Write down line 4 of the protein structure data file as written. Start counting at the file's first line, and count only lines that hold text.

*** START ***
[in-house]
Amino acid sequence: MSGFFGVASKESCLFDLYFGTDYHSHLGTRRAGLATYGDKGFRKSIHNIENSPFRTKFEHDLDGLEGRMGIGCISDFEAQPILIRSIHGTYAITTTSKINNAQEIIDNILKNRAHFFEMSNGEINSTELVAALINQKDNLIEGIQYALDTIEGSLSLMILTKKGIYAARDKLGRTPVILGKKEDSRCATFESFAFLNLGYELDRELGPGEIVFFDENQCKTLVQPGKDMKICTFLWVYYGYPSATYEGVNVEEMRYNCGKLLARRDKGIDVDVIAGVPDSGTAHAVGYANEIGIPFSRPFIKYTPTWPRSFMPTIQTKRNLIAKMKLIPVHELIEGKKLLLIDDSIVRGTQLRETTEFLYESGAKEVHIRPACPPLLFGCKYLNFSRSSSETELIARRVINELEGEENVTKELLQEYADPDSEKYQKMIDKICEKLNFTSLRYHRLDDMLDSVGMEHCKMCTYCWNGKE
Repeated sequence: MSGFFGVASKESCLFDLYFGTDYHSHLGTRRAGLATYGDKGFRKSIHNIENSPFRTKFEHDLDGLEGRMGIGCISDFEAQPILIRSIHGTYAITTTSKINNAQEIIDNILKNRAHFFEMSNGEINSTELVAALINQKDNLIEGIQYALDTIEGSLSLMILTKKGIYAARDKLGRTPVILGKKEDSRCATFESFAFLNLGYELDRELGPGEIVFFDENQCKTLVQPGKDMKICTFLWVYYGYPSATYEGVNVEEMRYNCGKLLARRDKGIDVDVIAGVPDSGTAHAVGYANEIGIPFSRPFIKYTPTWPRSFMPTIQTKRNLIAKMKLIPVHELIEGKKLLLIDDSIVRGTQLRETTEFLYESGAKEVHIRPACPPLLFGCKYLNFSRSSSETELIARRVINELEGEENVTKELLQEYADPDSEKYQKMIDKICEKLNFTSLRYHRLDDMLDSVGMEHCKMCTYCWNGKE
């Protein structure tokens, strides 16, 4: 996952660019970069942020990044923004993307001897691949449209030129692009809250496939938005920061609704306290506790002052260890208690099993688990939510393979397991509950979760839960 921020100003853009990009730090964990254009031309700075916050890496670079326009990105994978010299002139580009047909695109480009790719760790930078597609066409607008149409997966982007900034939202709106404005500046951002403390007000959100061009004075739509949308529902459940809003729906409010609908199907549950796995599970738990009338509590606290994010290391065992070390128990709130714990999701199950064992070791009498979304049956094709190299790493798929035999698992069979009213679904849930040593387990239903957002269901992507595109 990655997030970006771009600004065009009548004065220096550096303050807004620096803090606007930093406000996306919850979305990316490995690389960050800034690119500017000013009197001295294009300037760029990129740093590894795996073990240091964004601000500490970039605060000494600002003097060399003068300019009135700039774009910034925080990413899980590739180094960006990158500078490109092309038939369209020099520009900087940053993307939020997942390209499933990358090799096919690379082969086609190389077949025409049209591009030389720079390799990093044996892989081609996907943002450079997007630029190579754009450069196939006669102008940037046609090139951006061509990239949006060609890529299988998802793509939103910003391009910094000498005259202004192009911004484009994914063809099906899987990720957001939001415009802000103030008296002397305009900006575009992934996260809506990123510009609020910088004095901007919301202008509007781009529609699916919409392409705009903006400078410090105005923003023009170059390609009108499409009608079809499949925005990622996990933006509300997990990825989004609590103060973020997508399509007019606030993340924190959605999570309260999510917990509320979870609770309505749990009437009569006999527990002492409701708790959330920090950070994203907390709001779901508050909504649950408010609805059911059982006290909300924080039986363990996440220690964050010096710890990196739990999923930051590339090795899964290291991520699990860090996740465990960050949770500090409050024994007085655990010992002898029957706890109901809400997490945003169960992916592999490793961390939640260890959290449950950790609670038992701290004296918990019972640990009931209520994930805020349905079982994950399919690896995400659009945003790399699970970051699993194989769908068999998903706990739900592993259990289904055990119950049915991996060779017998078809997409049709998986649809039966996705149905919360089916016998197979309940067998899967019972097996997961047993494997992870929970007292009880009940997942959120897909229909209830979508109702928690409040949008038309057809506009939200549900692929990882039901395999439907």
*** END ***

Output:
């Protein structure tokens, strides 16, 4: 996952660019970069942020990044923004993307001897691949449209030129692009809250496939938005920061609704306290506790002052260890208690099993688990939510393979397991509950979760839960 921020100003853009990009730090964990254009031309700075916050890496670079326009990105994978010299002139580009047909695109480009790719760790930078597609066409607008149409997966982007900034939202709106404005500046951002403390007000959100061009004075739509949308529902459940809003729906409010609908199907549950796995599970738990009338509590606290994010290391065992070390128990709130714990999701199950064992070791009498979304049956094709190299790493798929035999698992069979009213679904849930040593387990239903957002269901992507595109 990655997030970006771009600004065009009548004065220096550096303050807004620096803090606007930093406000996306919850979305990316490995690389960050800034690119500017000013009197001295294009300037760029990129740093590894795996073990240091964004601000500490970039605060000494600002003097060399003068300019009135700039774009910034925080990413899980590739180094960006990158500078490109092309038939369209020099520009900087940053993307939020997942390209499933990358090799096919690379082969086609190389077949025409049209591009030389720079390799990093044996892989081609996907943002450079997007630029190579754009450069196939006669102008940037046609090139951006061509990239949006060609890529299988998802793509939103910003391009910094000498005259202004192009911004484009994914063809099906899987990720957001939001415009802000103030008296002397305009900006575009992934996260809506990123510009609020910088004095901007919301202008509007781009529609699916919409392409705009903006400078410090105005923003023009170059390609009108499409009608079809499949925005990622996990933006509300997990990825989004609590103060973020997508399509007019606030993340924190959605999570309260999510917990509320979870609770309505749990009437009569006999527990002492409701708790959330920090950070994203907390709001779901508050909504649950408010609805059911059982006290909300924080039986363990996440220690964050010096710890990196739990999923930051590339090795899964290291991520699990860090996740465990960050949770500090409050024994007085655990010992002898029957706890109901809400997490945003169960992916592999490793961390939640260890959290449950950790609670038992701290004296918990019972640990009931209520994930805020349905079982994950399919690896995400659009945003790399699970970051699993194989769908068999998903706990739900592993259990289904055990119950049915991996060779017998078809997409049709998986649809039966996705149905919360089916016998197979309940067998899967019972097996997961047993494997992870929970007292009880009940997942959120897909229909209830979508109702928690409040949008038309057809506009939200549900692929990882039901395999439907």